They studied 179 newspaper health journalist and studied variables including publishability, framing, editorial context, information-seeking effects and salience. The study was done entirely online. Half the participants read the “inoculation” – a background on Nicholson findings. The other half did not. Then they framed the same story (as far as facts) in two different ways. For example: “Blacks making great strides against colon cancer” vs. “Black-white gap in colon cancer growing”

What they found was that for people who hadn’t read the Nicholson study tended to publish the disparity story and not the progress story by a huge margin, compared to those who had read the Nicholson research, who rated the publishability of the good vs. bad stories as about equal.

Their conclusion – increasing the exposure of journalists to the Nicholson study will increase the instance of publishing stories with a positive frame. “The Nicholson information could have a pro-social effect.” Future research should look at the Nicholson effct on different media outlets an different health-disparity issues.

Reproductive health issues in South Carolina

  • More than 60% of high-school seniors have had sexual interecourse
  • Youths ages 15-24 account for almost half of new sexually transmitted infection cases in South Carolina
  • Three out of 10 young women will become pregnant at least once before they reach age 20
  • Births to young mothers cost South Carolina taxpayers $156 million annually

Problems: Policymakers are under or uninformed about societal and economic impacts of reproductive-health isseus; there’s lack of funding; unwillingness to acknowledge the problem; challenge to make sure young women in rural South Carolina are exposed to medically accurate information and have access to needed services.

A solution: The “Tell Them” virtual coalition in South Carolina


“We stand together, a unified voice of reason, in support of age appropriate reproductive health education for all South Carolinians.”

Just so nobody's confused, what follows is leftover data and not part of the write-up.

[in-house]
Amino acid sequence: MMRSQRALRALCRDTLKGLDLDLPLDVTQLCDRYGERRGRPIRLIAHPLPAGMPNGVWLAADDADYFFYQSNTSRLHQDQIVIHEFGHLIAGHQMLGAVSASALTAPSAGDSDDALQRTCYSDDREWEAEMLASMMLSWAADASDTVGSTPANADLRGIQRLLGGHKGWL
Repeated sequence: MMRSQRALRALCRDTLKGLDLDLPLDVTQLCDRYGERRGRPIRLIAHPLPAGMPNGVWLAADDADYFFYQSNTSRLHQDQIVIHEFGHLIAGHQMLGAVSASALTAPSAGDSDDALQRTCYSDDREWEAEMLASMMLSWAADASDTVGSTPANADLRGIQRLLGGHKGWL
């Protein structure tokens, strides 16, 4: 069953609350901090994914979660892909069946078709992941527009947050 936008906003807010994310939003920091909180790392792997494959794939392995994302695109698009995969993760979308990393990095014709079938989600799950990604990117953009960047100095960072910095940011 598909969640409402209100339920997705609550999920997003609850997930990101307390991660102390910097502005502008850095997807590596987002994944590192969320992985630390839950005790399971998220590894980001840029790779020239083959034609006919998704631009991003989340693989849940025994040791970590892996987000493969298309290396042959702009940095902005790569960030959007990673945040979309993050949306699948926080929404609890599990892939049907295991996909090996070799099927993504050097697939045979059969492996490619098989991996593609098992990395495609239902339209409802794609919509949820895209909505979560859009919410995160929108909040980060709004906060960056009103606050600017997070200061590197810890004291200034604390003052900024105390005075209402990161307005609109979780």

• Challenge: How to unite 80 percent of the state’s voters who are said to believe in comprehensive sex-education and responsible reproductive health policy – and how to engage them in legislative advocacy efforts. The effort focused on using the web and online tools, rather than than trying to get people to drive two or more hours to the state capitol grounds for a rally. The repositioned the message to reach an older, mainstream audience to appeal to their sense of caring.

The “Tell Them” virtual coalition emerged 3.5 years ago, to enable constituents to let legislators know where they stand on important public health issues. The premises of the campaign is that every young woman in South Carolina:

  • Deserves a chance to reach her full potential
  • Has the right to receive age-appropriate, comprehensive sexual health education.
  • Has a right to access uncensored health information, counseling and services.

It uses a website, an array of digital communications vehicles including email, tweets and social networks. Members are kept informed about critical reproductive health issues and approaching legislative activities. Strategies included:

  • Get older, influential women from the state to be “ambassadors” for the cause
  • Develop a dynamic, cross-media campaign linked to website and blog and using legacy media and PR
  • ”Ambassadors” reach out to peers through channels and make personal please for the cause
  • Created a network of men and women interested in preventing teen pregnancy and HIV and sexually-transmitted diseases.

Some metrics

  • A total of 9,329 web visits and 26,498 page views since in March.
  • Average of just over one minute per page – linked from 248 pages
  • Recruited 3,966 marchers who registered online
  • The “Virtual March” landing page received 7,544 page views.
  • On March 23 (day of march) had almost 4,000 virtual marchers involved
  • Membership was around 6,000 after the “march” About 3,500 Facebook fans
  • Total of 1,100 emails to state legislators.
  • Op-ends in five targeted papers and national coverage from 215 national media outlets.


  • E-advocacy and virtual marches worth trying for other advocacy issues
  • Virtual march allows for engagement despite geographic location
  • Social media such as Facebook and Twitter provide useful tools
  • But traditional PR and marketing including F2F contact still needed to maintain engagement and get people to take action


Studying journalism curriculum convergence

Despite this conference and efforts, there are still more journalism programs nationwide that are siloed among print, broadcast and web than converged. The effort of sessions today is to understand how to change that through discussions, through the #convcurriculum and @convcurriculum Twitter feeds, through a blog.